How to choose an electric guitar
The #1 thing to look for is how resonant the guitar is. It really has more to do with the wood used to make the guitar than anything else. If you need to, you can change out the pickups for very little money, but the wood truly makes the guitar. Next up on the list, and of equal importance, is to check for sustain length. The sustain length oftne depends on the wood the neck is made of and how it was installed.
Price should not be your #1 perogative. Some of the most expensive electric guitars I've ever tried had the resonance of a cinder brick, while some of the cheaper guitars sang amazingly well. Remeber, those old Fenders that sell for $1000+ today all started out life as inexpensive solid body electric guitars.
Be sure to run through the fret board and get a feel for how the electric guitar sings. When you pluck one of it's strings, you should be able to get a vibration in the wood that resonates throughout the entire guitar - and it should last well over a couple of seconds.
Almost all new electric guitars need to be set up properly, so a string buzz is fine. Just be sure they fix it before you leave the store. Be sure the fret board is set up properly too. It won't take long and is well worth them doign it for you. And remember, the guitar neck and the level of the strings can all adjusted to your liking. And of course ask them to make sure the 5th and 12th frets are in tune. This can be done with an electric guitar tuner.
Always make sure that the guitar neck fits your hands properly. You don't want to have the nut widths, which set the distance from the E string to high E string, messing with your grip. Every electric guitar is different so be sure to test drive before you buy.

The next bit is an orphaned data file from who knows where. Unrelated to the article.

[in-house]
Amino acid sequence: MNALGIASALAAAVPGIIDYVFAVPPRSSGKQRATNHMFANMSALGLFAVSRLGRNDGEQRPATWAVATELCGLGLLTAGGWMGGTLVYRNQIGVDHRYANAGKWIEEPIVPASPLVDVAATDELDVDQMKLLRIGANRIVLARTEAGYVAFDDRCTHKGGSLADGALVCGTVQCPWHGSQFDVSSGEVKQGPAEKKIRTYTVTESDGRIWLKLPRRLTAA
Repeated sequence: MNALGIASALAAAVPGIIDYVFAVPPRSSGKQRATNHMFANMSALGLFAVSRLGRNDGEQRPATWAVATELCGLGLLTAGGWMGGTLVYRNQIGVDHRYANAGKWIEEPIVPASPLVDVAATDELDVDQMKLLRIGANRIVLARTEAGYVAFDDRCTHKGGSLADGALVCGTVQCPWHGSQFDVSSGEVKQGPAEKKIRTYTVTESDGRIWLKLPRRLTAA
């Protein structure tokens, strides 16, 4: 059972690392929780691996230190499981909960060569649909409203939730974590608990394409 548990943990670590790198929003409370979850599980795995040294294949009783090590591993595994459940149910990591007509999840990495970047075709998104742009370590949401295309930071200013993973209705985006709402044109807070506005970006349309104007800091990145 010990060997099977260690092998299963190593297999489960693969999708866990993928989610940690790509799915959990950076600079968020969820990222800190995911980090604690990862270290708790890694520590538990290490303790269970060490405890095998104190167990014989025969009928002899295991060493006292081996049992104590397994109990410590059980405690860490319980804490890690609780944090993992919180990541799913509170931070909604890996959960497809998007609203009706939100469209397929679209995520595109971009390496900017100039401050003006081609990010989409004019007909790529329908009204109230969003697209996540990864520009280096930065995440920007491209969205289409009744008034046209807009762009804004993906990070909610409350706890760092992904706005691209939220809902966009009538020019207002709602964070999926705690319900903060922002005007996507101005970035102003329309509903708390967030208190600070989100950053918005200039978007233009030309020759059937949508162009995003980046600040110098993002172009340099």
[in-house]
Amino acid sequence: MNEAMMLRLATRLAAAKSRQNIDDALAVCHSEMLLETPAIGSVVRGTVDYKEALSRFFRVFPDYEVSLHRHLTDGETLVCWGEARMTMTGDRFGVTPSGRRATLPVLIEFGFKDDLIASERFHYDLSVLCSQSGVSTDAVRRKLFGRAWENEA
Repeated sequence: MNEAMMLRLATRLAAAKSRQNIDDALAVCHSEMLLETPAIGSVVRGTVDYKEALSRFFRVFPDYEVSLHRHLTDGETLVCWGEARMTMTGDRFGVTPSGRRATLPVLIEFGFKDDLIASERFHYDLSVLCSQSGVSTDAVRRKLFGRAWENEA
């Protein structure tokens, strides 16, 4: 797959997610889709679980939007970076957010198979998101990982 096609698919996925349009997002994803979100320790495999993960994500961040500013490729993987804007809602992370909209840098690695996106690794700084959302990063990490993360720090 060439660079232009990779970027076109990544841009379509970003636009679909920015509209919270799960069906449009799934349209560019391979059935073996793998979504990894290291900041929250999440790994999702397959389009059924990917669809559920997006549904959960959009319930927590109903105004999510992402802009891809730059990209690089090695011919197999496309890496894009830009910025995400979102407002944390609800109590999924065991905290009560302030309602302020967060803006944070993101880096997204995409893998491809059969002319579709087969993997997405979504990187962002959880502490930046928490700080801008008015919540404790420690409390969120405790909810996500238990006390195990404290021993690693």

When you buy an electric guitar, you should always buy an amplifier at the same time. Make sure they sound good together before you drop a dime. Keep in mind that the guitar pickups have so much to do with this as they set the gain going into the guitar amp / pedal.
Be sure to evaluate all the potential electric guitar pickups you could use. Humbuckers were designed to improve the single coil pickups. The type of guitar pickup is not nearly as important as how it voices with the wood. Guitar players from all styles of music use almost every type of pickup combination imaginable. The most important part is the guitar's wood, how the voice of the pickup sings, and of course your body style preference. Nonethelss, if you have a certain timbre in mind, you will have to find just the right pickups that suit that timbre. With this in mind, humbuckers give you more of a growl when cranked, and single coils, such as the Fender singles, have a much more glassy tone, which is great for playing the blues.
Don't forget to consider the output of the electric guitar pickup. Believe it or not, this does indeed make a difference. Those high output pickups drive the tube amp harde, which results in a distorted sound. If you have an electric guitar amp without tubes, then this high output effect is pretty much lost. It will give your pedals a lot to work with though, but the overall effect on a solid state amplifier is pretty much just volume. The vintage style guitar pickups have a low to medium output. We find that you'll get more definition with these pickups due to the fact that they are just not built to drive a guitar amp that hard.